Shareholders in a 75-year-old investment bank become nervous and begin to flee, causing the bank’s stock price to plummet from $100 to $2 in one month. A surgeon at a hospital in Minneapolis removes a patient’s healthy kidney rather than the cancerous one. A 20-story crane collapses at a New York construction site and kills seven people.
Sometimes it looks as though the world of business is an accident waiting to happen. To help monitor and manage such risk, companies are becoming more creative about setting up management-level risk and compliance committees.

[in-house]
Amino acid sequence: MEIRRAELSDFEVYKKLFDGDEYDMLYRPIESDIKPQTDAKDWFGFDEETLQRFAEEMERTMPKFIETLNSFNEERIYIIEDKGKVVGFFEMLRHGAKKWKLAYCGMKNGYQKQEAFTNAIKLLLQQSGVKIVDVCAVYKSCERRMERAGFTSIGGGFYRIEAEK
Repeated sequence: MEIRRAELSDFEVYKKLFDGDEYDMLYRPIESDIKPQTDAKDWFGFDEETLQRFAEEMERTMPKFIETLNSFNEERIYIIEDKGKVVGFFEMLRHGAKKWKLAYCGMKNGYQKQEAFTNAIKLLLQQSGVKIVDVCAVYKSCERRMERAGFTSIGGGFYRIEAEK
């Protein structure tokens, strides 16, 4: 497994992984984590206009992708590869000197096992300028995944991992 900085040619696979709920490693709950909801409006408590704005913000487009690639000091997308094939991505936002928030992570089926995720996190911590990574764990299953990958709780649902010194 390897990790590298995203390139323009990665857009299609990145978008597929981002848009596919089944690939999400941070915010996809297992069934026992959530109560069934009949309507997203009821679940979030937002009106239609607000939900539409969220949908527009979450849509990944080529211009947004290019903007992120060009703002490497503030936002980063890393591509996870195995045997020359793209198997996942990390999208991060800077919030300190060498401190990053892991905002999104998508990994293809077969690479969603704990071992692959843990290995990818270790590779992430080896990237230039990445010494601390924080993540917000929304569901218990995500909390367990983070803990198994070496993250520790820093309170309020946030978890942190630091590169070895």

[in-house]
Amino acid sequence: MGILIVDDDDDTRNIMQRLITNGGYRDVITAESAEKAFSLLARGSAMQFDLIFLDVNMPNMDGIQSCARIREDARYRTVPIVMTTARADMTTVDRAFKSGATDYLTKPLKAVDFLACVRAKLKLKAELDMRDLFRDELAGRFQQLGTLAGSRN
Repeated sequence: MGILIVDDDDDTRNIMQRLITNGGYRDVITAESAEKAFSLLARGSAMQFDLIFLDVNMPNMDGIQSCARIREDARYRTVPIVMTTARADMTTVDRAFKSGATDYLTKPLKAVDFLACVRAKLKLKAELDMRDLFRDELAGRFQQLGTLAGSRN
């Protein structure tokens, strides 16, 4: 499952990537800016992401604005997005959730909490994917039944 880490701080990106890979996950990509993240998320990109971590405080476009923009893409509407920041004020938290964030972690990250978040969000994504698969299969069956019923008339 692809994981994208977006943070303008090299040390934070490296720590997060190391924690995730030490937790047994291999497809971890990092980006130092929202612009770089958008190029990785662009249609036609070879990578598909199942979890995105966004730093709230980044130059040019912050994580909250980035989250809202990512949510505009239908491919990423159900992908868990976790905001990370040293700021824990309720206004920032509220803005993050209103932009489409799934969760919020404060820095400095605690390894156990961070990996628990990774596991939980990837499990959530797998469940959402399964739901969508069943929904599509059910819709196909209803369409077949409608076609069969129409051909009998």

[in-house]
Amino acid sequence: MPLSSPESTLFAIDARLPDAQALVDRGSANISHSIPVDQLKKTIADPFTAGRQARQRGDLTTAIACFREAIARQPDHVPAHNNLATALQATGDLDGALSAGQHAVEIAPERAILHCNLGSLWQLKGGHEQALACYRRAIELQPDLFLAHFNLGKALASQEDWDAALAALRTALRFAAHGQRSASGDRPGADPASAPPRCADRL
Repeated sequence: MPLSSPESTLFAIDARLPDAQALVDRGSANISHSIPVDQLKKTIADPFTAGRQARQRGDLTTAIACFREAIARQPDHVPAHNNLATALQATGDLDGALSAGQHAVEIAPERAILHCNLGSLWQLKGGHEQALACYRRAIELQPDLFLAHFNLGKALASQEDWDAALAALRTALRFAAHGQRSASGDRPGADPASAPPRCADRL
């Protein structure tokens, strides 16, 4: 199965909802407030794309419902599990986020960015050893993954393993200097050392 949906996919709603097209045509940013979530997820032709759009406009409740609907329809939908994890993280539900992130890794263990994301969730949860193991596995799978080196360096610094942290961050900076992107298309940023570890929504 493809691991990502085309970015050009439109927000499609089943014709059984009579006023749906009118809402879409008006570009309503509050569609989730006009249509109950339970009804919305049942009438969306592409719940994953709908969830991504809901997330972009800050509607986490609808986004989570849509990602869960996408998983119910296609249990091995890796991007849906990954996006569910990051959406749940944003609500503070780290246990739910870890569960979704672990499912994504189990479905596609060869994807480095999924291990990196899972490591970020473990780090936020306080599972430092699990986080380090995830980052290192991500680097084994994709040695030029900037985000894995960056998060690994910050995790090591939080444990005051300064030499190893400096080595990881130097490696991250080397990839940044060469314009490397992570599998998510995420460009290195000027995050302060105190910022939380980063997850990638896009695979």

The structure, composition, and methods of these committees vary widely by industry and by company, says Mark Beasley, professor of enterprise risk management at North Carolina State University. But several questions always loom large: How does information flow across the committees and up to senior management? Who is the risk monitoring “champion” at the... To get the full story, subscribe now.
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